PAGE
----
Not a triumphal end to Cameron’s tenure sadly, but there are many things we can be proud of- not least the fastest growing Western Economy and his social vision which saw Gay marriage pushed through despite the whinging of many backbench MPs in the party who saw fit to misquote scripture (see my previous blog on this!). Against the odds, Cameron won the last election and secured Scotland in the UK. Triumphal! It now falls to someone else, maybe, and I hope, Boris, to patch up the problems left behind. A great man who has achieved great things leaves behind a problem that is perhaps even bigger than any of his successes.
I am inclined to think that, despite the serious wobble with the pound as Brexit hit the headlines, we can still work with Brexit. And, moreover, I think there is a future outside the EU. The debate certainly puts issues firmly on the table, and now I hope Europe will also take these same issues seriously, because if the EU fails to reform under this pressure, then we have made an even bigger miscalculation and we have given even more backbone to the monster growing on our doorstep or at least across the channel! Let’s be frank, the EU has had and has ignored warnings in the past- Greece should have been a wake-up call, but the response from Merkel and her cronies was arrogant and wrong. Brexit is altogether a bigger thing and cannot or should not be so lightly tossed off. Barking orders at Britain, as she barked at Greece, will simply not do. (And we thank God we do not have Varoufakis to make a case to Merkel, the man who might have a charismatic presence but who thought Game theory should ever be taken seriously).
The negative legacy that Cameron leaves behind is the one, however, that will probably enter the history books, particularly if Nicola Sturgeon follows through- Cameron will be the man who fractured the EU and who broke up the United Kingdom. The double whammy in union-break-ups! Going back a bit to the infamous “purring” story, there is a hint of hubris in this story that must be evident to a man like Boris steeped in the classics. I hope that was partly in his mind when he was paying tribute to the PM yesterday. Nobility will emerge! And I wonder whether there is room to consider a salvage operation that leaves Scotland and Northern Ireland in the EU? As nothing is clear, nothing can be ruled out!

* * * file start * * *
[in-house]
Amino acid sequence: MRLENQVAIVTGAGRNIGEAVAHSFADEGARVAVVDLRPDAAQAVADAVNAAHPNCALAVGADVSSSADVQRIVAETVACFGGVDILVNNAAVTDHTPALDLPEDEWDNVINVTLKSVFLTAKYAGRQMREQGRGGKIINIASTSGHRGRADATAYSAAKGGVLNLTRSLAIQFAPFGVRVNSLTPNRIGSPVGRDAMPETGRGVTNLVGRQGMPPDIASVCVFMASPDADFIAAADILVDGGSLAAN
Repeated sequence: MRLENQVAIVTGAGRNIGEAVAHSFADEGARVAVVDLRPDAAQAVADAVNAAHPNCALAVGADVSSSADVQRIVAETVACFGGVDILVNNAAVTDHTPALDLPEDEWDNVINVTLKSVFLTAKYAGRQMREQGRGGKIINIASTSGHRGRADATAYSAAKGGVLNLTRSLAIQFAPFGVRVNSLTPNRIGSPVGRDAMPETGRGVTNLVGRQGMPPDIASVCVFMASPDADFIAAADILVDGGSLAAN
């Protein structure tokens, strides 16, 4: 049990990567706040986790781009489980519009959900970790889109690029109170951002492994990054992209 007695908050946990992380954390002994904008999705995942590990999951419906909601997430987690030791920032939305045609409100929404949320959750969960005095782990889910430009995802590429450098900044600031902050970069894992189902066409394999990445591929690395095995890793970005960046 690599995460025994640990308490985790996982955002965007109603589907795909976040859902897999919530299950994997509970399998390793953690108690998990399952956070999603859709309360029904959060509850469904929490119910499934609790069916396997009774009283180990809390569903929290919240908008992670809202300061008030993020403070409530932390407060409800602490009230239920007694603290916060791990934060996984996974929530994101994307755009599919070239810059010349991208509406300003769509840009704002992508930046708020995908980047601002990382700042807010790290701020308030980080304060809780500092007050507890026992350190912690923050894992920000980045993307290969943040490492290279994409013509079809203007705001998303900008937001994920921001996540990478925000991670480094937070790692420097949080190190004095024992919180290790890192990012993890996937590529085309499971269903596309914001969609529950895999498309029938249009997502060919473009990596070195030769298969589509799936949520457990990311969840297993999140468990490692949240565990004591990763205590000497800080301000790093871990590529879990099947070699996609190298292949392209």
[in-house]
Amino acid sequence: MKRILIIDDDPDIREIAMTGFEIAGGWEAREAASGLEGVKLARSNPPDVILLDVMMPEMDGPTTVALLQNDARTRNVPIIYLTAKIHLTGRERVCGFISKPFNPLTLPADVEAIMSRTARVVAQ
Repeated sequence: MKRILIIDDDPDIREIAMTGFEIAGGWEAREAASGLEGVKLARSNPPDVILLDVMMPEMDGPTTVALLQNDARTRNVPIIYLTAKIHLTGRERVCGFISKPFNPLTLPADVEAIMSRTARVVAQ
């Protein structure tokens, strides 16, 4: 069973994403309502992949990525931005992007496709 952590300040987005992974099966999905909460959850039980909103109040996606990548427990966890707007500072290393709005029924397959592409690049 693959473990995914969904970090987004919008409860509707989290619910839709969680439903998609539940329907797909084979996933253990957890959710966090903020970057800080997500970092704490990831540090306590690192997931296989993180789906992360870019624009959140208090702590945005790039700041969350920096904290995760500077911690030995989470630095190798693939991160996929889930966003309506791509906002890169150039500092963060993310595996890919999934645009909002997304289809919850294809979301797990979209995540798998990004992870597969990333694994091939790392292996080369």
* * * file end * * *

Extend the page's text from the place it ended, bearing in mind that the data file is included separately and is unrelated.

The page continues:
The EU debate had been going on even before Cameron entered politics as an advisor, but he witnessed the damage it did at first-hand to the tail-end of the Thatcher Government and throughout the Major administration. Blair had a better ride but some close calls from Europe too, especially in 2006 when other EU countries acted fast enough to spare Blair his own Referendum chaos; Blair was lucky in power in a way that the last two Conservative Prime Ministers have not been but I hope, and I presume, nevertheless, that Cameron, like Sir John Major, and in contrast to Blair, will mature into a Statesman of stature once he leaves office. To this end, Cameron sent a letter round today with the following, which I think makes it clear he already has his eye on the bigger picture:
The British people have made a choice. That not only needs to be respected, but those on the losing side of the argument, myself included, should help to make it work.
2 thoughts on “Cameron gets his place in history”
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